The reformed drug-user David Millar said this weekend he believes it will take another
10 years before cycling regains sufficient credibility following its succession of drugs scandals – with Lance Armstrong's confessions to doping the very latest to afflict the sport.
Speaking at an anti-doping agency forum in Madrid, the British pro insisted that there is now a generation of cyclists that are winning races clean.
"We have cleaned up our sport. Professional cycling is probably now one of the cleanest sports in the world," Millar said. "We have a culture of anti-doping now because we had to otherwise the sport was going to die. [But] It's going to take probably 10 years now of no drug scandals before people start to believe again."
While 20 of the 21 podium finishes in Lance Armstrong's Tour de France era have been tainted with doping scandals, Millar name-checked the winners of the last three Grand Tours – Ryder Hesjedal in the 2012 Giro d'Italia, Bradley Wiggins in the Tour de France and Alberto Contador in the Vuelta a España – as three riders he believed to be clean. He added, according to the Spanish newspaper El País, that he thought it was perhaps the first time that all three Grand Tour champions had been clean in a single year. However, he also commented that "the legacy that Lance leaves is such that... many people are not going to believe that achievement".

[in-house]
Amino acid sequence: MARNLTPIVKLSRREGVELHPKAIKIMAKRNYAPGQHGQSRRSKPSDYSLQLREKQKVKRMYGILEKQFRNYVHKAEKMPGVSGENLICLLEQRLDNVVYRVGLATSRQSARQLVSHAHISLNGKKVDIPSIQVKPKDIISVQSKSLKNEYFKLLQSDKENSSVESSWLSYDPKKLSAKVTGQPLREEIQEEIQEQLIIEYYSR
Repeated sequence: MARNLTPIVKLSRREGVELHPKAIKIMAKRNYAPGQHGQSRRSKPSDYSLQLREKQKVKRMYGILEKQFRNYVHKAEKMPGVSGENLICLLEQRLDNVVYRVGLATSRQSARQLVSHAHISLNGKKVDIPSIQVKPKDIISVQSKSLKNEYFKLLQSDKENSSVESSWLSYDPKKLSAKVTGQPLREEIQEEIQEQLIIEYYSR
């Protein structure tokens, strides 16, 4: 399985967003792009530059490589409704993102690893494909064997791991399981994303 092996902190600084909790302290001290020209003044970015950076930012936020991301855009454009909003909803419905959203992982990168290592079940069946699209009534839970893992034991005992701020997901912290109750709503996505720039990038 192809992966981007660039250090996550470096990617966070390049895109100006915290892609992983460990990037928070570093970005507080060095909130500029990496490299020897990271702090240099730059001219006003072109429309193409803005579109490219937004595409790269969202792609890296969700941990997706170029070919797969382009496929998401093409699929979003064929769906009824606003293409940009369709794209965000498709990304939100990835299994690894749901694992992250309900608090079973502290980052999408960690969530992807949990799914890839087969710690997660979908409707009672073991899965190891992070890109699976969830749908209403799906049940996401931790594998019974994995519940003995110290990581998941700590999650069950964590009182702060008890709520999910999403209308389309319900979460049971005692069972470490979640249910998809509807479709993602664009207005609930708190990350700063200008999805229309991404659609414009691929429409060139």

Many in the cycling community – Wiggins among them – hope that Armstrong's confession can be taken as the closure the sport needs so badly on its doping past.
However, a much-mooted truth and reconciliation committee – Armstrong has claimed that he would be the "first through the door to confess" – is currently collateral damage in a spat between the International Cycling Union (UCI), cycling's governing body, and Wada (World Anti-Doping Agency). This arose from Wada's refusal to form part of an independent commission set up to examine the UCI's anti-doping efforts following Armstrong's confession.
While the UCI claimed that Wada had proposed an amnesty for cyclists last year – which would be part of the truth and reconciliation process – John Fahey, the president of Wada, vigorously denied this, before broadening his criticisms of the UCI to say that "it has become typical of the UCI to point fingers at others when yet another doping controversy hits the sport of cycling".
Armstrong could of course have saved any need for such a committee in his case, had his two-part confession on the Oprah Winfrey show gone into specifics and named some of his collaborators in what the Usada's 1,000-page Reasoned Decision on the Texan's career described as "the most sophisticated doping programme in the history of sport".